Wednesday, August 27, 2008

Important anniversaries

It was one year ago today that I had an MRI that determined the cancer I had was far more serious and extensive than doctors had first thought.

The anniversary of my biopsy results was August 25th.  That’s when I was told I had Stage 4 throat cancer, the worst possible.

It’s funny. I forgot the date.  The anniversary passed.  But anyway, the doctor said it appeared to be limited to my tonsil—they could see the tumour— and they said they could get at it and literally remove my tonsil and that would be it.

But two days later--a year ago today-- I had the MRI, which is like a PET scan of my head and neck, and they discovered that the cancer went from the base of my neck to the top of my tongue.

And they said it was growing up and down, which was not good. The good news was they they didn’t find cancer anywhere else in my body.

In the short time from a year ago today to October 1st when I started chemotherapy, the cancer kept growing.  It had grown sideways-- which it normally doesn’t do, and it dug what they call “fingers” in the cartilage of my throat.  All in less than five weeks!

And that was not good.  That’s why I was doused with chemotherapy.

It didn’t work and they didn’t get the “fingers” out until I went to The Klinik and had what’s called embolism treatment, which allowed me to get the Cyberknife to get the “fingers” out.

We’ll be getting to all that in The Klinik.

Meanwhile, I’ve been getting a lot of emails, as you know, but lately I’ve been hearing  from a lot of people in the medical profession: nurses, people who work in MRI, catscan and X-ray departments, all kinds of technicians.

One is a friend named Julie who teaches at a small nursing college on Ottawa, Canada.  She asked if she could show The Klinik website to her colleagues and students. (Of course!)

And they’re all fascinated and asked, Why isn’t this treatment available everywhere?  Why do you have to go to Germany? 

The answer is simple:

The pharmaceutical companies, insurance companies and doctors.

Ha!  I’m sounding like Michael Moore and I don’t want to sound like Michael Moore.

I’ve told you about the people I met at the Fest for Beatles Fans in Chicago. One of them runs a Paul McCartney website and she put together a page. Check it out by clicking here.

Thanks to “Sweet Banana” and all of you who’ve put together pages and photos like the one above.

And there’s one more thing about this week’s anniversaries:  From the very first time the doctor told me I had cancer, I was determined to not waste any time-- and to get this thing out of my body!

I’ll get into that as I keep up with the story of my year.  And I’ll try to remember the important anniversaries!

Tuesday, August 19, 2008

Christina Applegate

I read about Christina Applegate this morning and I felt terrible.

She found out that she had breast cancer and opted immediately for a double mastectomy. This beautiful, vivacious young woman went for the last resort first! I wonder if she knew that there were other options she could have taken, not only here but obviously in other countries. Like Germany.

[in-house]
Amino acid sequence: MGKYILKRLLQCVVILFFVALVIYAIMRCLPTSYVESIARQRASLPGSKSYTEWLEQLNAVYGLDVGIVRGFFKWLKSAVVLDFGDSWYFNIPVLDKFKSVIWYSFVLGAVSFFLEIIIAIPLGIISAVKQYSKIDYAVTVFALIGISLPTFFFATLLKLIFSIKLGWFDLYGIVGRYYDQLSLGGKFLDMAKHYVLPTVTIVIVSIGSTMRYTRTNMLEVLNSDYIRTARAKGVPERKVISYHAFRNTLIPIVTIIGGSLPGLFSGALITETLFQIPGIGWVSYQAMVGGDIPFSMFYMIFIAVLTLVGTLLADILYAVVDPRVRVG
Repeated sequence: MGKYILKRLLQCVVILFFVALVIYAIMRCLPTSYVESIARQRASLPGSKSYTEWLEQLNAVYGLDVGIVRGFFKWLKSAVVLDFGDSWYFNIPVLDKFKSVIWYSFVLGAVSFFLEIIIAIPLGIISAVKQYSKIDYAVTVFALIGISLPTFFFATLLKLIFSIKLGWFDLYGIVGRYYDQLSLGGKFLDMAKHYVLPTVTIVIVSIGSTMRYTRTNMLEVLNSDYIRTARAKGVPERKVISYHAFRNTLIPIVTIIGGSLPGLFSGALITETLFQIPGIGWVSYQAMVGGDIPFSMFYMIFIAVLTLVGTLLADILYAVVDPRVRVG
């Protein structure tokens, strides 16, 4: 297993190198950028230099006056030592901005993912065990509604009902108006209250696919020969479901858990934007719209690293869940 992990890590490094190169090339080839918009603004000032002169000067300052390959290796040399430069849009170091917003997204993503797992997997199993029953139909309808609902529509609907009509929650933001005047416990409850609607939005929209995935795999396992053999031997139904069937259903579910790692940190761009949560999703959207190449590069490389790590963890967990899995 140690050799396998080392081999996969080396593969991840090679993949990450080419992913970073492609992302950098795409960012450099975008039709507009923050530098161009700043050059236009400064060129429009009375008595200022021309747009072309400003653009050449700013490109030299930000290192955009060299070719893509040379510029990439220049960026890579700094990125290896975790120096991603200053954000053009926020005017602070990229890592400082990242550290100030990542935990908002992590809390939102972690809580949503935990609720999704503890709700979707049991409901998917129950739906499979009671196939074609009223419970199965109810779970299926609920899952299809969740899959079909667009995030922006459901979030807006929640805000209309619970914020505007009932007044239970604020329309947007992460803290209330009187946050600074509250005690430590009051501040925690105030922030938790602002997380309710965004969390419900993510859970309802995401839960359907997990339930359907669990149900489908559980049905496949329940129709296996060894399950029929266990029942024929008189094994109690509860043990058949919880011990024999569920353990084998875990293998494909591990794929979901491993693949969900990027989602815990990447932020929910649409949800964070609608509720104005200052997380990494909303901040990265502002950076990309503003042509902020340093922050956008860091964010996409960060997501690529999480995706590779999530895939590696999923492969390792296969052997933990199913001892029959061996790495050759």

It was one year ago today, August 19th, 2007, that I went to the doctor because I couldn’t swallow. He took one look at my throat and said, “It looks like throat cancer. Go get a biopsy.”

In fact, it was Stage 4 throat cancer. And I was told by that second doctor to have the “morbid operation”—doesn’t that sound nice?— an operation that would remove my ability to speak and swallow. The doctor recommended the full-blown operation, radiation, and chemotherapy, and then plastic surgery later to rebuild my neck, the lower right part of my jaw and the top of my right shoulder.

That was the first option I was given.

The next doctor told me to get my life in order.

The third told me that there was a treatment, and if I lived through the treatment— if the treatment didn’t kill me-- I’d have a cure,

The most important thing in a situation like this is to take charge of your life. I went ton nine different doctors before I found out about The Klinik.

Christina found out that she had cancer in one breast and she had a double mastectomy! That should have been the last resort. And that’s why it’s so important to get the word—and the options—out there.

As for me, my preventative treatment continues.

I started taking thalidomide on Friday. I know, most of us remember it as that drug that caused birth defects when it was taken by pregnant women back in the Sixties. But low doses of thalidomide stop growth of micro cancer cells. I have to sign all kinds of papers to get it. If I lose a prescription I have to report it, in case it gets in the wrong hands.

I have to take the pills for three months. And I’m off right now to get another bag of Erbitux.

So take charge! I feel for Christina and send her all my best. I only wish she hadn’t taken the last resort first, and isn’t sending the wrong message.

Thursday, August 14, 2008

At the Beatles fan convention

I was at a Beatles fan convention in Chicago over the weekend.